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Design with style: consider vertical blinds

635826716154671584-HES-SUB-110915-Luminette-300x225Sliding doors and French doors provide an interesting entrance while allowing more light to enter a living space. Natural light, usually viewed as a positive, can become a problem when the sun is in your eyes during dinner or breakfast. It also can affect the screens on your TV or monitors. Many times the consumer doesn’t think about the damage that the sun may be doing on the furnishings or flooring as it shines into a room.

If you decide to put a traversing drapery on your sliding or French door, you may be blocking the view or natural light that you wanted. To open the drapery wide enough to take advantage of the full glass, the drapery will need to be approximately 1/3 wider than the glass it is covering. That amount of space is not always available, and you might not want that much fabric.

When I get a call to discuss this challenge, often I also hear, “I’m not interested in vertical blinds.” First, I explain that verticals do provide an answer with a small stacking width, and then I tell them there are many more vane options available. Clients might be expecting a PVC vane, but woven fabrics with sewn-in weights on the bottom can add texture with a softer appearance. Also available are wood vertical slats to add a warmer feeling.

For a more formal or upscale space, Hunter Douglas offers Luminette. This product combines the advantages of a vertical blind, but has a sheer fabric on either side of the slats. You are able to tilt the inner fabric slats to the degree of privacy desired while enjoying the elegance of sheers. When they’re completely opened, a minimal stacking space is used.

The most popular solution that my clients choose is the Horizon woven wood drape called Averte.  With dozens of woven wood fabrics available, most room styles can be coordinated.  A warm cherry- or walnut-colored slat that blends with the room’s cabinetry or trim leans towards a traditional style. A nice blend of multicolored grasses and reeds can be used in a room that has a more tropical theme, with rustic options available for a more casual space. The track that this product is mounted on can be hidden under a decorative valance of either the same woven wood or an endless variety of fabric options. The track is also offered in decorative wood poles in many colors, with lots of options for finial styles.

To operate the Averte, you simply slide the leading wood edge. No cords!

Both the Averte and Luminette can be motorized so that with the touch of a remote control or iPad you are able to control the light coming through your sliding or French doors.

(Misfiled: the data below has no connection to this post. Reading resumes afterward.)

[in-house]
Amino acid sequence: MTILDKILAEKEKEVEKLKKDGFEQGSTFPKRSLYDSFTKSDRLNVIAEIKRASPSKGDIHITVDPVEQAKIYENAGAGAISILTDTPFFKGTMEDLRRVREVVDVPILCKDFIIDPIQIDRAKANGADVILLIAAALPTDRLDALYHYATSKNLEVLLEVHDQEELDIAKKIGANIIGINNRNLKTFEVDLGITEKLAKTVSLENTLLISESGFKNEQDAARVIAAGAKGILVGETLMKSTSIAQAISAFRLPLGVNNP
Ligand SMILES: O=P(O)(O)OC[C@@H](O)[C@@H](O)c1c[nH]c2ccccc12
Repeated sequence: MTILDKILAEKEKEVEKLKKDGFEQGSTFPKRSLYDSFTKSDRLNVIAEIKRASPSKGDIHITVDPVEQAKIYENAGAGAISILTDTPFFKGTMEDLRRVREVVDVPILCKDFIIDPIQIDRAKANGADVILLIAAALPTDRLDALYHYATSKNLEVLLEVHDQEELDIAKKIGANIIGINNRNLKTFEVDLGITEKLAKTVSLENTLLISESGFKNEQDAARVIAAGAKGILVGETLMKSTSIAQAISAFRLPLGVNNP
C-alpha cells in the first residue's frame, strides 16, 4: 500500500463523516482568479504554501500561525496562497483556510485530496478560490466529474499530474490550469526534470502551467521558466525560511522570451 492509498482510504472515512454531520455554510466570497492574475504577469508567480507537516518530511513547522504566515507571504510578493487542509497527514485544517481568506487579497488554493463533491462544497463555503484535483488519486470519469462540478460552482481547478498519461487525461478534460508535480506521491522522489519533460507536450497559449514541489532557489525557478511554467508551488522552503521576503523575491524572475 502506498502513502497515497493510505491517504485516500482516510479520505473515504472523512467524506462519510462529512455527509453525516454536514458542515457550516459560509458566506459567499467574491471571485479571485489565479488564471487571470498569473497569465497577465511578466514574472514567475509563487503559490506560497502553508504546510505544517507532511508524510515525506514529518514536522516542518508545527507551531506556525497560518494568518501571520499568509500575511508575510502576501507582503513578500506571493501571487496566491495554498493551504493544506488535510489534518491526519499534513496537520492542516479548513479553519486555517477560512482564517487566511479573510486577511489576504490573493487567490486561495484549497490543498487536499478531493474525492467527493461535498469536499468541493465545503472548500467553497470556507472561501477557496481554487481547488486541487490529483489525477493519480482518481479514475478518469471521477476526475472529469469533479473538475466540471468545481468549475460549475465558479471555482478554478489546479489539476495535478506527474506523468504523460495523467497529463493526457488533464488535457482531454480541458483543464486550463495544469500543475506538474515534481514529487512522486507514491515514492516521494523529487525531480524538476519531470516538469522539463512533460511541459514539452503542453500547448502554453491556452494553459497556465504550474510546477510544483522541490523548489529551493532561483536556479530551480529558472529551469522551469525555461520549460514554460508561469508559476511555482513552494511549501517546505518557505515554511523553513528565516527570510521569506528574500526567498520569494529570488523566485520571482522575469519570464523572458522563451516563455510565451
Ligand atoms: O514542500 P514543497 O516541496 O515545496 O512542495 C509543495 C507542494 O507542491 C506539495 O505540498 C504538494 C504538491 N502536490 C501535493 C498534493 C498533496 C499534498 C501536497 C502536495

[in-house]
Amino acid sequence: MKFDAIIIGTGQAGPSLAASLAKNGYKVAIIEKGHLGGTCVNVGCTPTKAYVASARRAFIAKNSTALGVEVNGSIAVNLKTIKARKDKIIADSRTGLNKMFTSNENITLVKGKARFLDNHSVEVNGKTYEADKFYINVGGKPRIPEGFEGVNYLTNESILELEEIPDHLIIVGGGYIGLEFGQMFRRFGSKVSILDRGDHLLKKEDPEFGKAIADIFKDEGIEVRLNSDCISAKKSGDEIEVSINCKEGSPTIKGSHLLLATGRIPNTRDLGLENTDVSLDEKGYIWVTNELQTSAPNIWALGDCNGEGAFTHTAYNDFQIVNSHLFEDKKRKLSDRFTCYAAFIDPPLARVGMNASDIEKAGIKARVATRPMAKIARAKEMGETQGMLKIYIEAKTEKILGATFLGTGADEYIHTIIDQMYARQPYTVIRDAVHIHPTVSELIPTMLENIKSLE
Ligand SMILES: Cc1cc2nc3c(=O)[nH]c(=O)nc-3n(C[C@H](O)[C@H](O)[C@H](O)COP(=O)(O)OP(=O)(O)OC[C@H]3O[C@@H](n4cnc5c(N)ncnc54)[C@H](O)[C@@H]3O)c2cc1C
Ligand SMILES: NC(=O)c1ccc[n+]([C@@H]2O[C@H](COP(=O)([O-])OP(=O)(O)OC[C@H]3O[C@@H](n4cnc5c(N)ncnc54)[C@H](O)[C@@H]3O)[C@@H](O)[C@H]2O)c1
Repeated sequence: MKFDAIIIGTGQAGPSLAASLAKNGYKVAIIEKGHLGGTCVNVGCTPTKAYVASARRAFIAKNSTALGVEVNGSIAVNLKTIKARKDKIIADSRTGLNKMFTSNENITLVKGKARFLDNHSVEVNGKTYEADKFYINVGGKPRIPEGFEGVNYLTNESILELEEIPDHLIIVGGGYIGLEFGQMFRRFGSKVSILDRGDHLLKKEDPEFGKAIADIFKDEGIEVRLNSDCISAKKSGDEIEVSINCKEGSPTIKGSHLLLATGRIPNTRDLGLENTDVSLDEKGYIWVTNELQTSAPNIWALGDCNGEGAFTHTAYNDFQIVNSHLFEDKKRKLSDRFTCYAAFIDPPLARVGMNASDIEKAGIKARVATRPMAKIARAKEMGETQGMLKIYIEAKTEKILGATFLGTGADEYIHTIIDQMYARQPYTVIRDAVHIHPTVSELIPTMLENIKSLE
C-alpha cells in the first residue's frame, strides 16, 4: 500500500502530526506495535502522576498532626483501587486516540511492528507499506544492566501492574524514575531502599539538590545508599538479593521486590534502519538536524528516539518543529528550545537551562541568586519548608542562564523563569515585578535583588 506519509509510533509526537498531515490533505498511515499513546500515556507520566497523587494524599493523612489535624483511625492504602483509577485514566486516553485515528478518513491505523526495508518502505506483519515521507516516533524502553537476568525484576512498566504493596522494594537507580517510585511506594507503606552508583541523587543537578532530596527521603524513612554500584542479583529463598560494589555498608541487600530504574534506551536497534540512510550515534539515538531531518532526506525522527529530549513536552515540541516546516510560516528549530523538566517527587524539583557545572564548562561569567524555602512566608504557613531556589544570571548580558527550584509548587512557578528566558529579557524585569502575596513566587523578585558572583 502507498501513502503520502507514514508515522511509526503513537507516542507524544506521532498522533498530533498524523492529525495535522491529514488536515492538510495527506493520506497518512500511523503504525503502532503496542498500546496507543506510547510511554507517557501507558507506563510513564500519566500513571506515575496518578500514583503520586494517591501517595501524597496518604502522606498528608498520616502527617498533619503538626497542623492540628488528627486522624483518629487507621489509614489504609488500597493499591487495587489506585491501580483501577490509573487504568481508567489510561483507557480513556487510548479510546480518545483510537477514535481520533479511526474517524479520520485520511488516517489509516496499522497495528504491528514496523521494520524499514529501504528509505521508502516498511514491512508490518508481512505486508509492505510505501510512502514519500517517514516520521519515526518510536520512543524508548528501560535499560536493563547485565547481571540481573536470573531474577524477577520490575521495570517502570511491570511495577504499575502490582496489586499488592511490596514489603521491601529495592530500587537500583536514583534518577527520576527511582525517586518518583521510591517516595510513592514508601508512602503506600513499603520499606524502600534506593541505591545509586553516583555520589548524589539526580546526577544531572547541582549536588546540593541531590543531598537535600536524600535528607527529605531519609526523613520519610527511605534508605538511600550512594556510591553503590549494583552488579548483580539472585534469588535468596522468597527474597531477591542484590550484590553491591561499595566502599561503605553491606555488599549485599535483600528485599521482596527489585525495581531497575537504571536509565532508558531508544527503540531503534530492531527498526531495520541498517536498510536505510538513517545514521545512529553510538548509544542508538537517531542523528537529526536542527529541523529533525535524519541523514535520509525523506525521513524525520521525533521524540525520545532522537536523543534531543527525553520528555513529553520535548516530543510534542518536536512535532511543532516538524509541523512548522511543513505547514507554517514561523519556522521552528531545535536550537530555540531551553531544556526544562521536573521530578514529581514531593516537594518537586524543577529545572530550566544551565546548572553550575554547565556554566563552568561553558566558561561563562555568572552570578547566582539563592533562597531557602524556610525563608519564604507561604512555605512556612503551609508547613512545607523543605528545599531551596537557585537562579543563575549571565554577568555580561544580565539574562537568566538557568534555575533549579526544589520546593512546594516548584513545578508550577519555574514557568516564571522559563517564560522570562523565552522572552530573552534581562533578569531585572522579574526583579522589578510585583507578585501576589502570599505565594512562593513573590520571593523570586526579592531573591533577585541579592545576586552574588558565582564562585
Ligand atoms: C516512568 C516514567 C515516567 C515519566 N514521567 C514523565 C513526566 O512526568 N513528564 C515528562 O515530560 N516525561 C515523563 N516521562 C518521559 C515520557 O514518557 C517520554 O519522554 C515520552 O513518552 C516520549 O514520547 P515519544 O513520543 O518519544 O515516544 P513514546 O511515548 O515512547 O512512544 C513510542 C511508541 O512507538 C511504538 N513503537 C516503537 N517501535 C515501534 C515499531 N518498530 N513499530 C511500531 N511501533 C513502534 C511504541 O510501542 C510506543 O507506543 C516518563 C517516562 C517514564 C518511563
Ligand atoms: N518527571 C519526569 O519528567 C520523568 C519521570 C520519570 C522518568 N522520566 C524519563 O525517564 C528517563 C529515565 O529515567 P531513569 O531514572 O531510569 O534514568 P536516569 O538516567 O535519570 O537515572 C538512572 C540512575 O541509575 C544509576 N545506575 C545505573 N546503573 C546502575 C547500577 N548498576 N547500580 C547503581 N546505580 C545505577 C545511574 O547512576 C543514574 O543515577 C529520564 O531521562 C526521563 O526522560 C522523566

To view the photos in colour, read the design blog “Dream It, Design It” at blogs.publicopiniononline.com/dreamit.

Colour Bravery

colour bravery

 

What’s your favourite colour? Red, Green, Yellow? Each colour we hold dear could be said to represent something key about our personalities, Purple; Spiritual, Green; Balance, Red; Strength.

If you were asked the question; what’s your favourite colour regarding your interior? Would you be so forthcoming and daring?  Would White, Magnolia or Beige be the ‘safe choice’ amongst us? maybe so, but it can definitely be said that the times they are a changing.

It was just 10 odd years ago when the TV show ‘Changing Rooms’ rocked the nation when Anna Ryder Richardson painted a room red and the homeowner hated it.  Red, yes red, we muttered amongst ourselves on our coffee breaks.  To Anna’s defence it was the home-owners favourite colour but lifting that brush and painting that wall was just one envelope push too far.  So 10 years on, what has happened, are we more open, has the influx of interior and DIY programmes, magazines and all round acceptance of things just that little bit different made us slightly more cool as an nation or dare we say it more cosmopolitan in our mind-set?

Now for the science bit, it has been said that in design, colour is the most subjective area in decoration and no amount of research will predict how two different people will respond to the same shade. At the same time, almost any generalization you can make about a particular colour can be overturned in practice. However, one truism holds true for everyone, all of us are instinctively drawn to specific families of colours which repeatedly pop up in clothes, treasured pictures or possessions, and of course on the reverse, there are colours which we will absolutely detest.

Knowing personally what we like, now is the time to embrace and apply colour to our interiors, the once trickling filter from high-end designer to high-street has gathered momentum, we have a wealth of colour to choose from.  Just have a peek at a Dulux or Crown paint chart and feast at the choices they present us.  Have a meandering stroll around Next or M&S and indulge in the key colour accessories they have. Curtain fabrics, cushions, flooring, tiles, colour is everywhere and with web tutorials, interior magazines and stylist blogs to help us along the way, we can now make educated choices and tap into our own interior makeovers.

Bland beige should be banished, the colour revolution is now.  Add mood, zest and personality to your interior.  Colour should not scare but rather be embraced.

Now armed with this knowledge, bravely go forth and add COLOUR to your life.